The good news is that in understanding the risks we can help mitigate them. Here are some handy practices to help keep your accounts safe.
Our tips to help you keep your data secure
1. Do not use your work email address for any personal accounts
The more your work details are online, the more chance they will be compromised and the more chance you will fall for targeted, spoofed email campaigns. These are becoming increasingly more sophisticated and look virtually identical to legitimate emails from organisations like DHL, Amazon, Netflix, Microsoft, Facebook etc. The difference being these emails are used to steal your details and/or trick you into clicking on links and downloading malware. Don’t make it easy for them and keep these emails out of your work inbox.
2. Have complex passwords.
Stick in some capital letters and symbols. Do not use one of your names or date of birth. An 8 letter, lower case password results in 208.8 billion options and is relatively easy to crack. Adding just capitals and numbers increases that number to 218,340,105,584,896 and is significantly more secure.
3. Have different passwords for different accounts.
If you have too many accounts to remember a separate password for, think of a complex naming convention that alters the password in a way you can remember for each one. One password for all/multiple accounts potentially gives someone access to them all should one be compromised. There are tools that can help you with this such as Safe in Cloud and Keeper.
4. Don’t keep the same passwords for years
Within your business, enforce password policies that make staff regularly update their credentials. For personal accounts, do the same. Don’t include the year in the change – it can be spotted and hacked.
5. Use two-factor authentication for important accounts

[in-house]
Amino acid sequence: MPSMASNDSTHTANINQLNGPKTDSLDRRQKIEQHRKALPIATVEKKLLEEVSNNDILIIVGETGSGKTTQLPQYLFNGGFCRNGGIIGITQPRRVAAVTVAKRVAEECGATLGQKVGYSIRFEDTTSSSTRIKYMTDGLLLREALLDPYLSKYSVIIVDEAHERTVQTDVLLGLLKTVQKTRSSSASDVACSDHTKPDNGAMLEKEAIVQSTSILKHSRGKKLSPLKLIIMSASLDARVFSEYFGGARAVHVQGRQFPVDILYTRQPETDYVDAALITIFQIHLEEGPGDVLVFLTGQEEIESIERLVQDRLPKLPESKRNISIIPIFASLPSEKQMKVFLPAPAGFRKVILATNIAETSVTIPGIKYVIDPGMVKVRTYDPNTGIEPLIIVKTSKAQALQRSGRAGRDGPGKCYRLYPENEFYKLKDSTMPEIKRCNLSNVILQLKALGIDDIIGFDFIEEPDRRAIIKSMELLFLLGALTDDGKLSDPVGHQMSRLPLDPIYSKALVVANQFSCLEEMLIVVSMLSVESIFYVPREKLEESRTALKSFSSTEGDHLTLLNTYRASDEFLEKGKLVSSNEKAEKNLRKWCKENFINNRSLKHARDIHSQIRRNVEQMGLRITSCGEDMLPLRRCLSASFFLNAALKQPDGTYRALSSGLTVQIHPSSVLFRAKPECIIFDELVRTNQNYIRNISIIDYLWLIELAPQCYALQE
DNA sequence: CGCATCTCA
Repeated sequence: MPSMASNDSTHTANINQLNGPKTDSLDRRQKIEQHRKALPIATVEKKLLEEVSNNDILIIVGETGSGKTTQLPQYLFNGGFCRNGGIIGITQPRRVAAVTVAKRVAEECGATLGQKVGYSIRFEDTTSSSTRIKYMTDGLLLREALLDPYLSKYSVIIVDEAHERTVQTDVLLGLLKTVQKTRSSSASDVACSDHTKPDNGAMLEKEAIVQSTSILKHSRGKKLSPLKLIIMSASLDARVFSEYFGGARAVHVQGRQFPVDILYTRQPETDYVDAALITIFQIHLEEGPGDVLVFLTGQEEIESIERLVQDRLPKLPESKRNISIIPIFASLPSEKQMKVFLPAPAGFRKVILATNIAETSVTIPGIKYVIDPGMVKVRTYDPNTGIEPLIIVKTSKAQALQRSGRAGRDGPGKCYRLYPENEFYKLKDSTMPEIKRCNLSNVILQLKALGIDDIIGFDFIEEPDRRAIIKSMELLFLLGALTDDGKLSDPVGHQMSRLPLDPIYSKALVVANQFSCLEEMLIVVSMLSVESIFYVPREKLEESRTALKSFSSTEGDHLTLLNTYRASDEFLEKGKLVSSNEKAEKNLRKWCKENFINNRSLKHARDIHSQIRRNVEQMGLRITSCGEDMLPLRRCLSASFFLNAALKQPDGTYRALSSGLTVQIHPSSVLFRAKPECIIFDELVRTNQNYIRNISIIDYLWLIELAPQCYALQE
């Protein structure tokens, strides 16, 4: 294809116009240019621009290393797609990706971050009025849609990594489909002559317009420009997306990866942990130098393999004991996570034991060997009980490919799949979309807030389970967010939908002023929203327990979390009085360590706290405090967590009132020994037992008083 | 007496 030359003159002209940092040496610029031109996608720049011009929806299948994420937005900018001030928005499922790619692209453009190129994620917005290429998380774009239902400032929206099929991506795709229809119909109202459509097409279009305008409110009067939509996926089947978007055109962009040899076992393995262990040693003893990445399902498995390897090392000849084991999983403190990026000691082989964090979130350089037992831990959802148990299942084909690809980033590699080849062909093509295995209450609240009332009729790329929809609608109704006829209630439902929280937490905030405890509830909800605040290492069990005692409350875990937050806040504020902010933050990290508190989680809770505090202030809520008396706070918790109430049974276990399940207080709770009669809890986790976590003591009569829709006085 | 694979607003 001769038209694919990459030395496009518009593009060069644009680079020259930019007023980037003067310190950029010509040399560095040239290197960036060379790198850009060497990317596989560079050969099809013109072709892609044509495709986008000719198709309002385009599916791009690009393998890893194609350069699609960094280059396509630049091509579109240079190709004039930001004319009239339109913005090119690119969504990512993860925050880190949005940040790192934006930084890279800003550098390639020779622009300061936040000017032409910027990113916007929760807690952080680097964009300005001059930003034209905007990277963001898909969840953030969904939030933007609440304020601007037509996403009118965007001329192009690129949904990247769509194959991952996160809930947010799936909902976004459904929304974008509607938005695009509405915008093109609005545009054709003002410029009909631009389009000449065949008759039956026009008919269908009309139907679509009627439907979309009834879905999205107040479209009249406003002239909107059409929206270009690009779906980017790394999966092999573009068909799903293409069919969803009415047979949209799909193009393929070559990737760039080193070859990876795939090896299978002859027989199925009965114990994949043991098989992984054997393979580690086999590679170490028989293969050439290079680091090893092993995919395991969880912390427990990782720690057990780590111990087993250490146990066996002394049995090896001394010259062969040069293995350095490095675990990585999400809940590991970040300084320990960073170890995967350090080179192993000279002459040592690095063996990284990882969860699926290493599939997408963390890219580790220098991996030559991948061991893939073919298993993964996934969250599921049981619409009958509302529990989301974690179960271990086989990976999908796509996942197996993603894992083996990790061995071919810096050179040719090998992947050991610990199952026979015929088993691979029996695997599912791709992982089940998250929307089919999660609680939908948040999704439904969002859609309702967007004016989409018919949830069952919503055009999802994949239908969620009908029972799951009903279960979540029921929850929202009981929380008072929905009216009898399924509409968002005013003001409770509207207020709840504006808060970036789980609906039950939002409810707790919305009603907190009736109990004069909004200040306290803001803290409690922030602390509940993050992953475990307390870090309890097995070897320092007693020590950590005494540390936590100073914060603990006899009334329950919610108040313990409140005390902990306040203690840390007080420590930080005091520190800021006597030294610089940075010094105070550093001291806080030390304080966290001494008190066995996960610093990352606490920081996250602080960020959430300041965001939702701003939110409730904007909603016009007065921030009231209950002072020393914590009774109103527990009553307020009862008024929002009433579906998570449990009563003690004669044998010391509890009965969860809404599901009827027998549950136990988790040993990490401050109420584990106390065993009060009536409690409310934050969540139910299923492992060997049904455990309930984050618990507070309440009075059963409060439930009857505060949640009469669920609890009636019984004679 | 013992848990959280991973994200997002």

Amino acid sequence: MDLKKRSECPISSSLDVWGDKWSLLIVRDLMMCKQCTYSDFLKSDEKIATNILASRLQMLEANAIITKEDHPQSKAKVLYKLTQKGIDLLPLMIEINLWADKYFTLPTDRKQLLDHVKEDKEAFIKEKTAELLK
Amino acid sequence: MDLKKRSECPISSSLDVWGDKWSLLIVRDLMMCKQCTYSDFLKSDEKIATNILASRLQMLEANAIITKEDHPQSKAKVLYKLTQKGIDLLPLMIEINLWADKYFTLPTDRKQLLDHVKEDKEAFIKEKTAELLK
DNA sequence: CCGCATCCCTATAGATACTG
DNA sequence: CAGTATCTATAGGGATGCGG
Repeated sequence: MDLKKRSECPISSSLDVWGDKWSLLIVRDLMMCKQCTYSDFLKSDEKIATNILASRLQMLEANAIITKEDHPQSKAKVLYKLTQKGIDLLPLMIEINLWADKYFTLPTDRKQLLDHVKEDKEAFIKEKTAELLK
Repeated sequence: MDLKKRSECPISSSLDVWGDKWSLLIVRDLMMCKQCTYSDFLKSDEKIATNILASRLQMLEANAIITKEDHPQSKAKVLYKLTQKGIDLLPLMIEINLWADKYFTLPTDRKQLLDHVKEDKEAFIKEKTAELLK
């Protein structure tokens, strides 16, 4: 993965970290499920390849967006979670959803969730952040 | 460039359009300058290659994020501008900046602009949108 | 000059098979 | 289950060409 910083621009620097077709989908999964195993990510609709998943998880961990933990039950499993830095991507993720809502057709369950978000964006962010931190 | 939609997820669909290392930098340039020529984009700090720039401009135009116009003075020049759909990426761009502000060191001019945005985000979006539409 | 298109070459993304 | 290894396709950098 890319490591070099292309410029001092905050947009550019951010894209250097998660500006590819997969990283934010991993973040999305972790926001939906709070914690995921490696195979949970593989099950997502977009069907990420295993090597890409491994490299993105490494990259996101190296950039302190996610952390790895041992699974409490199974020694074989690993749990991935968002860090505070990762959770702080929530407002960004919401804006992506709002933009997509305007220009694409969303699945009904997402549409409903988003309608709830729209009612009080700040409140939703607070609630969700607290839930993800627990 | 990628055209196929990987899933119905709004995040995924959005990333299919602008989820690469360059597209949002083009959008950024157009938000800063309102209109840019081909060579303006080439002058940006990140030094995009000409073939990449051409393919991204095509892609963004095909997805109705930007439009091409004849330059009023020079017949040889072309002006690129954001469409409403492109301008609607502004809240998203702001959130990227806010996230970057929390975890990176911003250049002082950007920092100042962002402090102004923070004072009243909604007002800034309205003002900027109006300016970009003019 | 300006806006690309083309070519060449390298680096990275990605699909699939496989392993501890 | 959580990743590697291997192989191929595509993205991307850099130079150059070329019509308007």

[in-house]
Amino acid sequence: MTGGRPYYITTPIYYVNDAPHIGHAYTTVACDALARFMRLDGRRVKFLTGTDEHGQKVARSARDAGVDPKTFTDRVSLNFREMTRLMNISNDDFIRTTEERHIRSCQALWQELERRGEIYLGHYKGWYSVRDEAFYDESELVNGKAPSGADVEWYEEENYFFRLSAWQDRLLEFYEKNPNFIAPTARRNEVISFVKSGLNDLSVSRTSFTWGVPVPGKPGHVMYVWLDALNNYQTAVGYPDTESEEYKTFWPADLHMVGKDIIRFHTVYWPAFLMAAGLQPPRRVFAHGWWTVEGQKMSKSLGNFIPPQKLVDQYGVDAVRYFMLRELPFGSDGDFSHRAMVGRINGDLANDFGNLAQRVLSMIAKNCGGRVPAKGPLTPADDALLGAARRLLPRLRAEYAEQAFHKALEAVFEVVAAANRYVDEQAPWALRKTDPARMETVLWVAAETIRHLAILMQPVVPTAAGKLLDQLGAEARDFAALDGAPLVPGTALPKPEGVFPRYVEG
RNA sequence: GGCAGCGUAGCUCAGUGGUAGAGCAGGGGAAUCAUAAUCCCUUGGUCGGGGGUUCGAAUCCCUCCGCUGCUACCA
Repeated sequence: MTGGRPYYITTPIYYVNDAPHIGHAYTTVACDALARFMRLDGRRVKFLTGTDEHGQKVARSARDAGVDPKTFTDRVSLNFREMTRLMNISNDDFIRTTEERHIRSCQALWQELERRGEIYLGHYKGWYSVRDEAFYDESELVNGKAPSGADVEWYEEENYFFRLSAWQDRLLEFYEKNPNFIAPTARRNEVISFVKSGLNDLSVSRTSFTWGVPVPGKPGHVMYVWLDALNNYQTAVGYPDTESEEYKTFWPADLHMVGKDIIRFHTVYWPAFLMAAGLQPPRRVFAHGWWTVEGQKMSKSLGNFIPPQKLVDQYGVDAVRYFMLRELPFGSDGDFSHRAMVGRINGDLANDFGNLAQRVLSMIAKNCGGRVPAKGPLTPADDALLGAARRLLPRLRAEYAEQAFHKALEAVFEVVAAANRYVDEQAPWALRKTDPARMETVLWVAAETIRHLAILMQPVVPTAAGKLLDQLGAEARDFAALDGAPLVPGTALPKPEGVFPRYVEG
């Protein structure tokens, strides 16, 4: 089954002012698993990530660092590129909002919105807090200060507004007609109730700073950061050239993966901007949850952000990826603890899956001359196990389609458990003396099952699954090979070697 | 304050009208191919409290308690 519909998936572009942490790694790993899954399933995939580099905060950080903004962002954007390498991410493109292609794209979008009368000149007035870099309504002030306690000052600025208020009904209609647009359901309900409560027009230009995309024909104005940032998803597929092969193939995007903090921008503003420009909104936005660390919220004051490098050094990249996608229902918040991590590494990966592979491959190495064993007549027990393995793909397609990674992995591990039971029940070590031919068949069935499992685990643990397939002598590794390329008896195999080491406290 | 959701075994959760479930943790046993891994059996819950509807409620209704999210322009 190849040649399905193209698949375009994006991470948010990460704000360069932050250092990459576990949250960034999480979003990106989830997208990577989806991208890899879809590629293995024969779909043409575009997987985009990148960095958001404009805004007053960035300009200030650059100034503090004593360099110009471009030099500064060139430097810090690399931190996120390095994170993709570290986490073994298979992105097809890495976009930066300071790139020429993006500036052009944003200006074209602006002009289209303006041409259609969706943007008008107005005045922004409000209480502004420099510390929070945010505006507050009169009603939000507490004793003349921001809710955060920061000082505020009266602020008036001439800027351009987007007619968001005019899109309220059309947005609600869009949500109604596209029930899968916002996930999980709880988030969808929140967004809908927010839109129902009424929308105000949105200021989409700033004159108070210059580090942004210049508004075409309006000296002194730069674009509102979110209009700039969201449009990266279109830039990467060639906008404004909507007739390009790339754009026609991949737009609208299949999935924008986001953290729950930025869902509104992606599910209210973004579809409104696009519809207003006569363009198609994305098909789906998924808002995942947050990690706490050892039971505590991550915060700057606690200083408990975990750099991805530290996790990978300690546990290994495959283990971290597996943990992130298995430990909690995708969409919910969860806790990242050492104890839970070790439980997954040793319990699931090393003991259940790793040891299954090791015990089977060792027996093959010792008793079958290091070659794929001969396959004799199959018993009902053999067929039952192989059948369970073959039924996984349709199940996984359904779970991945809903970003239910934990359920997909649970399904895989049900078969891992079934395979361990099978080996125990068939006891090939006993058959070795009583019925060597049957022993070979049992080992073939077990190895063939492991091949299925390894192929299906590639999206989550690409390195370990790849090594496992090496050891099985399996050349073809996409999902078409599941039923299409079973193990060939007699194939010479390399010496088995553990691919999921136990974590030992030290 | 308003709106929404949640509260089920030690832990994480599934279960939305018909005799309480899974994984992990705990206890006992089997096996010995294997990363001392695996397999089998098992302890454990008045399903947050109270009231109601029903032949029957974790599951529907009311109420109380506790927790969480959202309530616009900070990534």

There are a myriad of available two-factor authentication (2FA) tools out there. If you would like some help in identifying the best one(s) for your business, let us know.
6. Use a throw away account that is not used for anything important
If you are worried about appearing in mail lists and/or are regularly creating accounts for websites, trials and forums, a throw away account helps keep your main accounts clear of clutter.
7. Be proactive in real-time scanning of the Dark Web
There are likely passwords you have used, or are currently using, for sale on the Dark Web as you read this. Every client domain we have scanned results in hits. This is also true for the majority individual client and friend/family email addresses we have scanned. This last part requires expensive, specialised software. We can help with this:
Are any of your details out there now?
Want to know whether there are any of your company’s details currently for sale on the Dark Web? We have a series of tools that we can use to check what is currently out there and putting your business and data at risk.
To discuss the risks of the dark web to your business, and to ensure you are protected, give us a call on 020 3745 6630, or simply click here and we will call you.